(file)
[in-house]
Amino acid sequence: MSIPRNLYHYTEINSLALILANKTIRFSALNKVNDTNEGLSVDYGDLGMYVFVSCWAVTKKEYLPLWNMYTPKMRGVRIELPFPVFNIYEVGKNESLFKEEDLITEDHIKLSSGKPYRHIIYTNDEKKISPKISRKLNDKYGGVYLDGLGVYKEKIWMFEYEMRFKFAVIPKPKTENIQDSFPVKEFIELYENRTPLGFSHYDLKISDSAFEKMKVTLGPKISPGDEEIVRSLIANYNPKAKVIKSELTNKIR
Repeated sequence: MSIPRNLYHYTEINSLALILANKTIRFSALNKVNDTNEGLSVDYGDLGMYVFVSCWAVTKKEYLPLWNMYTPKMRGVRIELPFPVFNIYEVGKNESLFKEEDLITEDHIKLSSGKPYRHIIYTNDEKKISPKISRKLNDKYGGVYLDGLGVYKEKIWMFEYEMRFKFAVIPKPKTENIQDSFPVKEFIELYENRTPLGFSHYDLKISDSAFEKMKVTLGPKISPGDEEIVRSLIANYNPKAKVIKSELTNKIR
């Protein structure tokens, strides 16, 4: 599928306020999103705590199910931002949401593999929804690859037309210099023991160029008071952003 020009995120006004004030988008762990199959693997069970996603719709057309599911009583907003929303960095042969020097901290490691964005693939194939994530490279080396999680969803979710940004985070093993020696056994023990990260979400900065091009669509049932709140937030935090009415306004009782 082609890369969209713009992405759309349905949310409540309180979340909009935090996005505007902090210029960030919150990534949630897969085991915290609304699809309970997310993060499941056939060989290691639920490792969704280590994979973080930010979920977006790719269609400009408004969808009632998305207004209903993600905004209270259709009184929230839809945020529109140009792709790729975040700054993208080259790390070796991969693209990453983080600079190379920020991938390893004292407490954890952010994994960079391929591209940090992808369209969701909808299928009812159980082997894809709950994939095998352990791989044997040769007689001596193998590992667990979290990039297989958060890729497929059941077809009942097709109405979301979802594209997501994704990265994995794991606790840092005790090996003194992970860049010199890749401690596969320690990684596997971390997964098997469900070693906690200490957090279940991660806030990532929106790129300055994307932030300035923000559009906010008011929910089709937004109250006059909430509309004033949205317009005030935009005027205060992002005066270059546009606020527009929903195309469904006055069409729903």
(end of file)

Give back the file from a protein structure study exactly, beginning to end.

[in-house]
Amino acid sequence: MSIPRNLYHYTEINSLALILANKTIRFSALNKVNDTNEGLSVDYGDLGMYVFVSCWAVTKKEYLPLWNMYTPKMRGVRIELPFPVFNIYEVGKNESLFKEEDLITEDHIKLSSGKPYRHIIYTNDEKKISPKISRKLNDKYGGVYLDGLGVYKEKIWMFEYEMRFKFAVIPKPKTENIQDSFPVKEFIELYENRTPLGFSHYDLKISDSAFEKMKVTLGPKISPGDEEIVRSLIANYNPKAKVIKSELTNKIR
Repeated sequence: MSIPRNLYHYTEINSLALILANKTIRFSALNKVNDTNEGLSVDYGDLGMYVFVSCWAVTKKEYLPLWNMYTPKMRGVRIELPFPVFNIYEVGKNESLFKEEDLITEDHIKLSSGKPYRHIIYTNDEKKISPKISRKLNDKYGGVYLDGLGVYKEKIWMFEYEMRFKFAVIPKPKTENIQDSFPVKEFIELYENRTPLGFSHYDLKISDSAFEKMKVTLGPKISPGDEEIVRSLIANYNPKAKVIKSELTNKIR
């Protein structure tokens, strides 16, 4: 599928306020999103705590199910931002949401593999929804690859037309210099023991160029008071952003 020009995120006004004030988008762990199959693997069970996603719709057309599911009583907003929303960095042969020097901290490691964005693939194939994530490279080396999680969803979710940004985070093993020696056994023990990260979400900065091009669509049932709140937030935090009415306004009782 082609890369969209713009992405759309349905949310409540309180979340909009935090996005505007902090210029960030919150990534949630897969085991915290609304699809309970997310993060499941056939060989290691639920490792969704280590994979973080930010979920977006790719269609400009408004969808009632998305207004209903993600905004209270259709009184929230839809945020529109140009792709790729975040700054993208080259790390070796991969693209990453983080600079190379920020991938390893004292407490954890952010994994960079391929591209940090992808369209969701909808299928009812159980082997894809709950994939095998352990791989044997040769007689001596193998590992667990979290990039297989958060890729497929059941077809009942097709109405979301979802594209997501994704990265994995794991606790840092005790090996003194992970860049010199890749401690596969320690990684596997971390997964098997469900070693906690200490957090279940991660806030990532929106790129300055994307932030300035923000559009906010008011929910089709937004109250006059909430509309004033949205317009005030935009005027205060992002005066270059546009606020527009929903195309469904006055069409729903």